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Gen Comp Endocrinol. 2011 Feb 1;170(3):650-6. doi: 10.1016/j.ygcen.2010.12.002. Epub 2010 Dec 13.

Relaxin and progesterone during pregnancy and the post-partum period in association with live and stillborn calves in bottlenose dolphins (Tursiops truncatus).

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US Environmental Protection Agency, Washington, DC 20460, USA.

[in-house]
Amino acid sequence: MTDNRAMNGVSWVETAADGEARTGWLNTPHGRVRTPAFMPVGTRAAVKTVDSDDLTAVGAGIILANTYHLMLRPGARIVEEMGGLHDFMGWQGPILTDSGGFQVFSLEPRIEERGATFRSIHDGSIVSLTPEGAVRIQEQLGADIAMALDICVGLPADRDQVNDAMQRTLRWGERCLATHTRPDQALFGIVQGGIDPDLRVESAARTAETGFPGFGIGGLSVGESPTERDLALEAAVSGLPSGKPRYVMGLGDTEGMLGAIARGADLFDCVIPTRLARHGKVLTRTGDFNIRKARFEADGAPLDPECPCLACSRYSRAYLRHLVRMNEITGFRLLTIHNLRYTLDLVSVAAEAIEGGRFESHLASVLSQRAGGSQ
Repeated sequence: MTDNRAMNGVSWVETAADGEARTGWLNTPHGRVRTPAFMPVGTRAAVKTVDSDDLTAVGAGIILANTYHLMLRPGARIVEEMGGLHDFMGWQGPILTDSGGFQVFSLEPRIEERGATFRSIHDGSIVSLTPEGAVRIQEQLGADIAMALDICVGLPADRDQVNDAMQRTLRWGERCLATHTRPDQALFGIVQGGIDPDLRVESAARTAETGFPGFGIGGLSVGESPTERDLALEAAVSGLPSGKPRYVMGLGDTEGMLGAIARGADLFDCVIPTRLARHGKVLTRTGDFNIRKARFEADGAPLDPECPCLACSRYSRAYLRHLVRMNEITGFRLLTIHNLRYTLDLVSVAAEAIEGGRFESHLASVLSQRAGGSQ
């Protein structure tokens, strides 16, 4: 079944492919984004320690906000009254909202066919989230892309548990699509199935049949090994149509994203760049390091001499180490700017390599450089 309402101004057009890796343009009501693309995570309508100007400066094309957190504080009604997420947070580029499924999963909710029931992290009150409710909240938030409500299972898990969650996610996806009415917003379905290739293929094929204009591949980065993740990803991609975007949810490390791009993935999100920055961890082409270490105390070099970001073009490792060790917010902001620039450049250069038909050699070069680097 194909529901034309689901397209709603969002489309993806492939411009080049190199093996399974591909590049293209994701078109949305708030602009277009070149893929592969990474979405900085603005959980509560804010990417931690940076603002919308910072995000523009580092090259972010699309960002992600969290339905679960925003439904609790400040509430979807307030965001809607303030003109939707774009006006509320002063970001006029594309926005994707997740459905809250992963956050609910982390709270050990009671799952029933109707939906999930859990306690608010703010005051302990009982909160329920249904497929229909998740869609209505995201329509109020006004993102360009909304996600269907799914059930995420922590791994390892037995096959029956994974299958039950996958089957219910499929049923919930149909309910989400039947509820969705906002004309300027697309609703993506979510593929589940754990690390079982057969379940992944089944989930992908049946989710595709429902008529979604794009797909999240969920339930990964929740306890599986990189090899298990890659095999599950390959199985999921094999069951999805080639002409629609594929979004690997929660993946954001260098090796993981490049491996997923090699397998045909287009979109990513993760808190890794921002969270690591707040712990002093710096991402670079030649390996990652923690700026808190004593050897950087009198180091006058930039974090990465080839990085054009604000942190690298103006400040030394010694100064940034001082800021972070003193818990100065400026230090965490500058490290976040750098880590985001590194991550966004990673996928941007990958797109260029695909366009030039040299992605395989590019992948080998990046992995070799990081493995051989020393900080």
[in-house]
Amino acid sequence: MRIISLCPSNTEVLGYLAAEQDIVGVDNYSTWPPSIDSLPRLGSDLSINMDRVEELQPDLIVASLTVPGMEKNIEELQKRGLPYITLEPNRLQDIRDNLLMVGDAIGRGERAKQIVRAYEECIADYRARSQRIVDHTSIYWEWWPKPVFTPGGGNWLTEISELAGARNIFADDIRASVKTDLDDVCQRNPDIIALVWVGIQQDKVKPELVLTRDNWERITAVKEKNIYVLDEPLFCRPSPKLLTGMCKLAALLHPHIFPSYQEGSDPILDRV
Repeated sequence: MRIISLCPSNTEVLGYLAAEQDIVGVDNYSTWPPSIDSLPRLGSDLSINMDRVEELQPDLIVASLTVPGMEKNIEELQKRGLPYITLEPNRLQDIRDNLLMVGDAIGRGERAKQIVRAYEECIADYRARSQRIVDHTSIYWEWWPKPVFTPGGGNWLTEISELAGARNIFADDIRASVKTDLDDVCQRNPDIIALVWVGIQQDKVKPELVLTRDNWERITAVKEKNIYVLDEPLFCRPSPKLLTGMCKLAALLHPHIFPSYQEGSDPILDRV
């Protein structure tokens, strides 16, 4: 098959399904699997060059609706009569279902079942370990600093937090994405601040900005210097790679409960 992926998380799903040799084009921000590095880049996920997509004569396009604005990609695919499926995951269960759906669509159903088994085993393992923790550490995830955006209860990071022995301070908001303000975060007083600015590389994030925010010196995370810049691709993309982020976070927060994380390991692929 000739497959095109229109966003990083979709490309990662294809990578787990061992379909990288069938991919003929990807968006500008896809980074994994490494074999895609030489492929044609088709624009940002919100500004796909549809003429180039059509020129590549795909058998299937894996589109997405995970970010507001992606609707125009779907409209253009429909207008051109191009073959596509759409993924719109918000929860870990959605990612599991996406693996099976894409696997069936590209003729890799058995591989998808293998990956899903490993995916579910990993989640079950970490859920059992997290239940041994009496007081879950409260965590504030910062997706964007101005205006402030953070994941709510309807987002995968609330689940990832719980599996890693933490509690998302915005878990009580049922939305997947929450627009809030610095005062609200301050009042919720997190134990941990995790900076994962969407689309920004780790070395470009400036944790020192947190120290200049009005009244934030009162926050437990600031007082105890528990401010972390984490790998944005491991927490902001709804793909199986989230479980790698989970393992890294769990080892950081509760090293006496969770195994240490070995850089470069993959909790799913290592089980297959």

The objectives of this study were to validate a relaxin and progesterone RIA for use in bottlenose dolphins, and quantify and characterize both hormones in extracts of placental tissue and serum collected during pregnancy and the post-partum period, and compare the results between dolphins with live and stillborn calves. In Experiment 1, validation of a heterologous relaxin and progesterone RIA involved specific displacement of antibody-bound radiolabeled human relaxin or progesterone in response to increasing volumes of pooled pregnant dolphin serum and amounts of respective hormone standards added to a fixed volume of serum. The displacement curves were considered parallel and additive relative to respective standard curves. In Experiment 2, immunoreactive relaxin and progesterone were detected in placental extracts and, in corresponding serum samples, concentrations of both hormones were higher during the pre-partum than post-partum periods. Circulatory concentrations of progesterone decreased (P < 0.05) from relatively high concentrations during early and mid-pregnancy to intermediate concentrations by late pregnancy (month effect, P < 0.0001) in dolphins with live births, whereas, in dolphins with stillbirths, the decrease in progesterone began earlier (month-by-birth status interaction, P < 0.007); mean concentrations were lower at mid- (37%, P < 0.06) and late (25%) pregnancy. Temporally, relaxin increased (P < 0.05) progressively from relatively low concentrations during early pregnancy to high concentrations during late pregnancy (month effect, P < 0.0001) and was not different between birth statuses (birth status effect, P = 0.76; month-by-birth status interaction, P = 0.17). Even though the interaction did not reach significance, mean relaxin concentrations were 42%, 29%, and 34% lower at early, mid-, and late pregnancy, respectively, in dolphins with stillbirths than in those with live births. In conclusion, the pregnancy-specific increase in serum concentrations of relaxin and lower concentrations of both relaxin and progesterone in association with stillbirths suggest the potential for relaxin to be used diagnostically to determine pregnancy status, and one or both hormones to be used to assess placental function, and, perhaps, fetal well-being in bottlenose dolphins and other cetaceans.

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